|Back||1 2 3 4||Next|
The next morning I was started off to the rear in custody of two mounted men, heavily armed. They had another prisoner, picked up in some raid beyond the river. He was a most offensive brute--a foreigner of some mongrel sort, with just sufficient command of our tongue to show that he could not control his own. We traveled all day, meeting occasional small bodies of cavalrymen, by whom, with one exception--a Texan officer--I was civilly treated. My guards said, however, that if we should chance to meet Jeff Gatewood he would probably take me from them and hang me to the nearest tree; and once or twice, hearing horsemen approach, they directed me to stand aside, concealed in the brush, one of them remaining near by to keep an eye on me, the other going forward with my fellow-prisoner, for whose neck they seemed to have less tenderness, and whom I heartily wished well hanged.
Jeff Gatewood was a "guerrilla" chief of local notoriety, who was a greater terror to his friends than to his other foes. My guards related almost incredible tales of his cruelties and infamies. By their account it was into his camp that I had blundered on Sunday night.
We put up for the night at a farmhouse, having gone not more than fifteen miles, owing to the condition of my feet. Here we got a bite of supper and were permitted to lie before the fire. My fellow-prisoner took off his boots' and was soon sound asleep. I took off nothing and, despite exhaustion, remained equally sound awake. One of the guards also removed his footgear and outer clothing, placed his weapons under his neck and slept the sleep of innocence; the other sat in the chimney corner on watch. The house was a double log cabin, with an open space between the two parts, roofed over--a common type of habitation in that region. The room we were in had its entrance in this open space, the fireplace opposite, at the end. Beside the door was a bed, occupied by the old man of the house and his wife. It was partly curtained off from the room.
In an hour or two the chap on watch began to yawn, then to nod. Pretty soon he stretched himself on the floor, facing us, pistol in hand. For a while he supported himself on his elbow, then laid his head on his arm, blinking like an owl. I performed an occasional snore, watching him narrowly between my eyelashes from the shadow of my arm. The inevitable occurred--he slept audibly.
A half-hour later I rose quietly to my feet, particularly careful not to disturb the blackguard at my side, and moved as silently as possible to the door. Despite my care the latch clicked. The old lady sat bolt upright in bed and stared at me. She was too late. I sprang through the door and struck out for the nearest point of woods, in a direction previously selected, vaulting fences like an accomplished gymnast and followed by a multitude of dogs. It is said that the State of Alabama has more dogs than school-children, and that they cost more for their upkeep. The estimate of cost is probably too high.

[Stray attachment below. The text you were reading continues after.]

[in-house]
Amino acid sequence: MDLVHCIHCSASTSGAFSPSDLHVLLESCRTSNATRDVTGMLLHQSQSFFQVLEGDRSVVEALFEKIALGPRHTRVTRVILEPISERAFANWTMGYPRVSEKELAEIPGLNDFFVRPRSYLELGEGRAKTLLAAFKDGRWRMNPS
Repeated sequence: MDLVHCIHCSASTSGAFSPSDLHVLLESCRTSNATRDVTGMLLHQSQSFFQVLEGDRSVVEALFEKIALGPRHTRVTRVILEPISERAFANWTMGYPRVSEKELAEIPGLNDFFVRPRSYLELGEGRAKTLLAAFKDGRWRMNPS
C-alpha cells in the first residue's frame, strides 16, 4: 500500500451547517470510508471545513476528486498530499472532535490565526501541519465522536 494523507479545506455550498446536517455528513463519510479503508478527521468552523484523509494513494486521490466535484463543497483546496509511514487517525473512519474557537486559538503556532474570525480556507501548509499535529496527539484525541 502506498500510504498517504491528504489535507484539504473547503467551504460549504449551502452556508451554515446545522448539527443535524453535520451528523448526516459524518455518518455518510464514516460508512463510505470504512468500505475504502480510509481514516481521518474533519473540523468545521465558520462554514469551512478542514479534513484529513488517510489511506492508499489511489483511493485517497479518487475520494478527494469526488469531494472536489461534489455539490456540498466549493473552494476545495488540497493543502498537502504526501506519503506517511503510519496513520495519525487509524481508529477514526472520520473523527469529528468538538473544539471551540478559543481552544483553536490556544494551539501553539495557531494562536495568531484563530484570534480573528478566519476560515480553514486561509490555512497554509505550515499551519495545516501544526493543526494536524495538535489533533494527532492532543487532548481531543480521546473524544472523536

Looking backward as I ran, I saw and heard the place in a turmoil and uproar; and to my joy the old man, evidently oblivious to the facts of the situation, was lifting up his voice and calling his dogs. They were good dogs: they went back; other-wise the malicious old rascal would have had my skeleton. Again the traditional bloodhound did not materialize. Other pursuit there was no reason to fear; my foreign gentleman would occupy the attention of one of the soldiers, and in the darkness of the forest I could easily elude the other, or, if need be, get him at a disadvantage. In point of fact there was no pursuit.
I now took my course by the north star (which I can never sufficiently bless), avoiding all roads and open places about houses, laboriously boring my way through forests, driving myself like a wedge into brush and bramble, swimming every stream I came to (some of them more than once, probably), and pulling myself out of the water by boughs and briars--whatever could be grasped. Let any one try to go a little way across the most familiar country on a moonless night, and he will have an experience to remember. By dawn I had probably not made three miles. My clothing and skin were alike in rags.
During the day I was compelled to make wide detours to avoid even the fields, unless they were of corn; but in other respects the going was distinctly better. A light breakfast of raw sweet potatoes and persimmons cheered the inner man; a good part of the outer was decorating the several thorns, boughs and sharp rocks along my sylvan wake.
Late in the afternoon I found the river, at what point it was impossible to say. After a half-hour's rest, concluding with a fervent prayer that I might go to the bottom, I swam across. Creeping up the bank and holding my course still northward through a dense undergrowth, I suddenly reeled into a dusty highway and saw a more heavenly vision than ever the eyes of a dying saint were blessed withal--two patriots in blue carrying a stolen pig slung upon a pole!
Late that evening Colonel McConnell and his staff were chatting by a camp-fire in front of his headquarters. They were in a pleasant humor: someone had just finished a funny story about a man cut in two by a cannon-shot. Suddenly something staggered in among them from the outer darkness and fell into the fire. Somebody dragged it out by what seemed to be a leg. They turned the animal on its back and examined it--they were no cowards.
"What is it, Cobb?" said the chief, who had not taken the trouble to rise.
"I don't know, Colonel, but thank God it is dead!"
It was not.
|Back||1 2 3 4||Next|
Short Stories -- by BierceBottom Content goes here. Wikipedia content requires these links..... Wikipedia content is licensed under the GNU Free Documentation License.